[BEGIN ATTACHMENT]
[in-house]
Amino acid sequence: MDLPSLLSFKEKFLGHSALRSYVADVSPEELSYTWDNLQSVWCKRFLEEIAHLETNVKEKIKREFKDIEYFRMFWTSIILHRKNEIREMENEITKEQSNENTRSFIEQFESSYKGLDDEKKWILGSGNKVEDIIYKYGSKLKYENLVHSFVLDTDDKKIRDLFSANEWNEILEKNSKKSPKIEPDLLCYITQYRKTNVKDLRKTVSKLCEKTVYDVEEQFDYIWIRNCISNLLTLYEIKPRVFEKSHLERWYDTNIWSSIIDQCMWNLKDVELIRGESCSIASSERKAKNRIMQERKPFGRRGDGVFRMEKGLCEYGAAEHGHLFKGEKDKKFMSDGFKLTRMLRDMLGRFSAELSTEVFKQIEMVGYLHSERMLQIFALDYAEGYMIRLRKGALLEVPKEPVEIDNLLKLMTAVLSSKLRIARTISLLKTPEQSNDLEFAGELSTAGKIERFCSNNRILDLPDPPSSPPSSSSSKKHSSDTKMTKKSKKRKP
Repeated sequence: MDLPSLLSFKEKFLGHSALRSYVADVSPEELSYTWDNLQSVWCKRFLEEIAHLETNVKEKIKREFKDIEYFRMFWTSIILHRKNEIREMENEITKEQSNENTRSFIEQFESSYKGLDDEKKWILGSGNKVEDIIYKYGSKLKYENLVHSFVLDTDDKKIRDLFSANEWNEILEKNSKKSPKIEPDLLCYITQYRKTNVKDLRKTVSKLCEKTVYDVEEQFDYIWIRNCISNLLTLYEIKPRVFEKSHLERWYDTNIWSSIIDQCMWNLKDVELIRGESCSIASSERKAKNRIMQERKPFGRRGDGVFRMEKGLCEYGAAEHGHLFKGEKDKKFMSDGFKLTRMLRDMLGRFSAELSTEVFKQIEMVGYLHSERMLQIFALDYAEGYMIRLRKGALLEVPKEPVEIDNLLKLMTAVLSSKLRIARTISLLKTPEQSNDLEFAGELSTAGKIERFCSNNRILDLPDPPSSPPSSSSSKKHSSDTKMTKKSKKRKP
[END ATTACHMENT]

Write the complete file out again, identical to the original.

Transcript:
[in-house]
Amino acid sequence: MDLPSLLSFKEKFLGHSALRSYVADVSPEELSYTWDNLQSVWCKRFLEEIAHLETNVKEKIKREFKDIEYFRMFWTSIILHRKNEIREMENEITKEQSNENTRSFIEQFESSYKGLDDEKKWILGSGNKVEDIIYKYGSKLKYENLVHSFVLDTDDKKIRDLFSANEWNEILEKNSKKSPKIEPDLLCYITQYRKTNVKDLRKTVSKLCEKTVYDVEEQFDYIWIRNCISNLLTLYEIKPRVFEKSHLERWYDTNIWSSIIDQCMWNLKDVELIRGESCSIASSERKAKNRIMQERKPFGRRGDGVFRMEKGLCEYGAAEHGHLFKGEKDKKFMSDGFKLTRMLRDMLGRFSAELSTEVFKQIEMVGYLHSERMLQIFALDYAEGYMIRLRKGALLEVPKEPVEIDNLLKLMTAVLSSKLRIARTISLLKTPEQSNDLEFAGELSTAGKIERFCSNNRILDLPDPPSSPPSSSSSKKHSSDTKMTKKSKKRKP
Repeated sequence: MDLPSLLSFKEKFLGHSALRSYVADVSPEELSYTWDNLQSVWCKRFLEEIAHLETNVKEKIKREFKDIEYFRMFWTSIILHRKNEIREMENEITKEQSNENTRSFIEQFESSYKGLDDEKKWILGSGNKVEDIIYKYGSKLKYENLVHSFVLDTDDKKIRDLFSANEWNEILEKNSKKSPKIEPDLLCYITQYRKTNVKDLRKTVSKLCEKTVYDVEEQFDYIWIRNCISNLLTLYEIKPRVFEKSHLERWYDTNIWSSIIDQCMWNLKDVELIRGESCSIASSERKAKNRIMQERKPFGRRGDGVFRMEKGLCEYGAAEHGHLFKGEKDKKFMSDGFKLTRMLRDMLGRFSAELSTEVFKQIEMVGYLHSERMLQIFALDYAEGYMIRLRKGALLEVPKEPVEIDNLLKLMTAVLSSKLRIARTISLLKTPEQSNDLEFAGELSTAGKIERFCSNNRILDLPDPPSSPPSSSSSKKHSSDTKMTKKSKKRKP